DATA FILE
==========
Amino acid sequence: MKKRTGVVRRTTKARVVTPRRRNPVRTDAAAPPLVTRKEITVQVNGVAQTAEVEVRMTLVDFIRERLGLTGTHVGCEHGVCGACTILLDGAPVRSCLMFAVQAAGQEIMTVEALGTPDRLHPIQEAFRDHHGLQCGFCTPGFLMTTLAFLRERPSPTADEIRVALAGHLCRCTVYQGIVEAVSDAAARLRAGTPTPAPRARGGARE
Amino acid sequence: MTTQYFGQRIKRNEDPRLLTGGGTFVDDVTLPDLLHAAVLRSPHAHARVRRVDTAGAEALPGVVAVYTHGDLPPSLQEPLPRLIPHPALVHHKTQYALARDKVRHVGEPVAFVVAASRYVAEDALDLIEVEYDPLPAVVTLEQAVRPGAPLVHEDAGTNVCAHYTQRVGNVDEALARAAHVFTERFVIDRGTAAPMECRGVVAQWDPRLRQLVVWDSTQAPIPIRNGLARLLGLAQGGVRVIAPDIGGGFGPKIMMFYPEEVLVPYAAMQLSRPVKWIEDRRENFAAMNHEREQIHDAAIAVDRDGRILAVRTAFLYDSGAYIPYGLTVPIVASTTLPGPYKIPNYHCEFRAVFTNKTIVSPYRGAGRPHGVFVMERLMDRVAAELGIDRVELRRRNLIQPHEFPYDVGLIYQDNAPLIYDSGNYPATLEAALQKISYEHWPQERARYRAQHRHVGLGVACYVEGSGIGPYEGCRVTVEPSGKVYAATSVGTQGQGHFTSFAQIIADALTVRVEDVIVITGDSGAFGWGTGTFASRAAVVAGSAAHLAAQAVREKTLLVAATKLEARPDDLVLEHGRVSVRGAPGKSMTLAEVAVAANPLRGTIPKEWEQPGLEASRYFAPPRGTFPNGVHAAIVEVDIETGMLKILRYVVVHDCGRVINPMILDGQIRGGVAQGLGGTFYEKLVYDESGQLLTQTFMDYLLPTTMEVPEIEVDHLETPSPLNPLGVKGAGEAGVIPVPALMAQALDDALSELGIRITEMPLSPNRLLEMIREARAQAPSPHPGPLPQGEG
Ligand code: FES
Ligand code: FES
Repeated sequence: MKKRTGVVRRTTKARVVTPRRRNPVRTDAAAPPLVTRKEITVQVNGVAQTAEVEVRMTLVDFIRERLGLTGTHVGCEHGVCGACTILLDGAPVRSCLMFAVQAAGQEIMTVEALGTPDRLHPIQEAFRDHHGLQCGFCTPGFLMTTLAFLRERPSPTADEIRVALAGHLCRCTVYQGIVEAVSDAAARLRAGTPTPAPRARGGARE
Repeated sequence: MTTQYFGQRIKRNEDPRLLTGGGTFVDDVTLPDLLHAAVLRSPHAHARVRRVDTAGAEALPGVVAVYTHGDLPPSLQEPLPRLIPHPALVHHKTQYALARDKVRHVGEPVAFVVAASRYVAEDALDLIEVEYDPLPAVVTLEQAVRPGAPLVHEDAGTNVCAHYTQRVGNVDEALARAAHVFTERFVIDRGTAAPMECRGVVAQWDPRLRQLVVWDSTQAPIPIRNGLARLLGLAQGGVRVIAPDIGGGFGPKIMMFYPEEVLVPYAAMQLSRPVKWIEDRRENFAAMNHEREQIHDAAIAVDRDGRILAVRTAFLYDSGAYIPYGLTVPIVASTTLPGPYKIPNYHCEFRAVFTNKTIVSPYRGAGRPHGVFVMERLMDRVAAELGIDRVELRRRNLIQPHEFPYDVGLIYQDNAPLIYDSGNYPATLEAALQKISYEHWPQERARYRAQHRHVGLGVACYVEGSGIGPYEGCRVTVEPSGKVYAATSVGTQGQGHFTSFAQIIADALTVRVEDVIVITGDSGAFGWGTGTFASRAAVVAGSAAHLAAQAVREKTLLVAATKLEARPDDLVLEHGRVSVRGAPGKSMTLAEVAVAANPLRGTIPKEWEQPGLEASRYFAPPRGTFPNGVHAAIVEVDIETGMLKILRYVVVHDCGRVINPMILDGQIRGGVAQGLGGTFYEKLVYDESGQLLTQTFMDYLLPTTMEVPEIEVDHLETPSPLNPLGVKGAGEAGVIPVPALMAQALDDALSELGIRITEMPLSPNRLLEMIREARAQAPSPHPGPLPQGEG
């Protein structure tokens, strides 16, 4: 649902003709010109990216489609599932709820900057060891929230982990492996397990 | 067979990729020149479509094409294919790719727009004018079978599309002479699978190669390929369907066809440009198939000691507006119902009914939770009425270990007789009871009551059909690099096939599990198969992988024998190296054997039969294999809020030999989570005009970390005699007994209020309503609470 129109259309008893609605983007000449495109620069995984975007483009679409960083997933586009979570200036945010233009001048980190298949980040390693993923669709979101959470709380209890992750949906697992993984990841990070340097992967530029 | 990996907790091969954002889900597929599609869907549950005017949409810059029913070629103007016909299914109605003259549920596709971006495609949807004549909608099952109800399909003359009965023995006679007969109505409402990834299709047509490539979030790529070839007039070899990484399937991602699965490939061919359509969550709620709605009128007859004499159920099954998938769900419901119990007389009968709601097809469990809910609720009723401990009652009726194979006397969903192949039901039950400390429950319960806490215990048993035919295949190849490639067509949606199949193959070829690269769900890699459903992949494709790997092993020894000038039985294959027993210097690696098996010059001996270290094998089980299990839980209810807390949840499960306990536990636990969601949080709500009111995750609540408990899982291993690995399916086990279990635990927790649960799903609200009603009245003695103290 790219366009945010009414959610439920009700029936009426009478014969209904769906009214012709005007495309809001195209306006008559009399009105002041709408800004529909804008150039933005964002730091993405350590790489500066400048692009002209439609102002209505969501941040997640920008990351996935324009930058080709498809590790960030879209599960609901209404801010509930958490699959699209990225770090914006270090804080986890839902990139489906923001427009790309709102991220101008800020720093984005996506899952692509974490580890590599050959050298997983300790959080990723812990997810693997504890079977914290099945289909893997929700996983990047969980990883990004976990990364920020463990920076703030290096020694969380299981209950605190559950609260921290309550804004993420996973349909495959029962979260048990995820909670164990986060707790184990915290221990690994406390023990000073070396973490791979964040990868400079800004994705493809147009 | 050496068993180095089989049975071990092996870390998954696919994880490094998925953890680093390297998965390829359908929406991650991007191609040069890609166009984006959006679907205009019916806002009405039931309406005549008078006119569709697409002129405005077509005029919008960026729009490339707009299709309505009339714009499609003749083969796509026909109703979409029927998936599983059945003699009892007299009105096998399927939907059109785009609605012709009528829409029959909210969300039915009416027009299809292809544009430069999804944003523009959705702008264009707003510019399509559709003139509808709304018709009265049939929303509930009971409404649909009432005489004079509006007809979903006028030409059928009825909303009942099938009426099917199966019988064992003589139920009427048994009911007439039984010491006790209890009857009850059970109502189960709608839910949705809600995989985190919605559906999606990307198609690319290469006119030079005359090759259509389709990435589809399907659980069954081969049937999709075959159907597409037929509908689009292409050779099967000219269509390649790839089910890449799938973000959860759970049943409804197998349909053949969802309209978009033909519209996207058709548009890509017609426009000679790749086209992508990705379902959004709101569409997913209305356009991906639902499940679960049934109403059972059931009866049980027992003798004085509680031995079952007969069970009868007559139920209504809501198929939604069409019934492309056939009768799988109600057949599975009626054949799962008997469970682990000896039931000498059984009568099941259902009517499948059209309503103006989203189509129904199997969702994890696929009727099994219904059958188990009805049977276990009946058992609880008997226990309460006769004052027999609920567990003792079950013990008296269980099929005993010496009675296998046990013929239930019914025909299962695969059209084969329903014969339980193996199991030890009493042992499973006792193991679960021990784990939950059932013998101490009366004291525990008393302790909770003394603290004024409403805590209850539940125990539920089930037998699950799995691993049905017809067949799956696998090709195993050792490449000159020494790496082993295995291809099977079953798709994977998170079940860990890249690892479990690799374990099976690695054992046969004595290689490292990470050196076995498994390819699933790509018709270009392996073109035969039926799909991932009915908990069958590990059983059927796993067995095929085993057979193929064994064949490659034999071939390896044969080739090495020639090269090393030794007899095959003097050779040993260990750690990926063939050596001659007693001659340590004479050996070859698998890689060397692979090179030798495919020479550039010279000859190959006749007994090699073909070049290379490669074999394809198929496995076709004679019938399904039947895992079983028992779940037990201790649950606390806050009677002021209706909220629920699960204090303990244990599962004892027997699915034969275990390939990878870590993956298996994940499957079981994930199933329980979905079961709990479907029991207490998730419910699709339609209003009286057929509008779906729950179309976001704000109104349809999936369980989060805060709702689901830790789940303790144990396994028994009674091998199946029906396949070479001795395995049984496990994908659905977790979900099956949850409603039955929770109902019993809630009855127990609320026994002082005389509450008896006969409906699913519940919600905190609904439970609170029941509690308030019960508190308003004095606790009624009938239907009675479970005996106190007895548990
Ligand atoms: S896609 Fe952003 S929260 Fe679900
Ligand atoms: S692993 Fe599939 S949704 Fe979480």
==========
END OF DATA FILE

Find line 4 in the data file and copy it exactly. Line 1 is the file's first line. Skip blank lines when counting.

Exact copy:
Ligand code: FES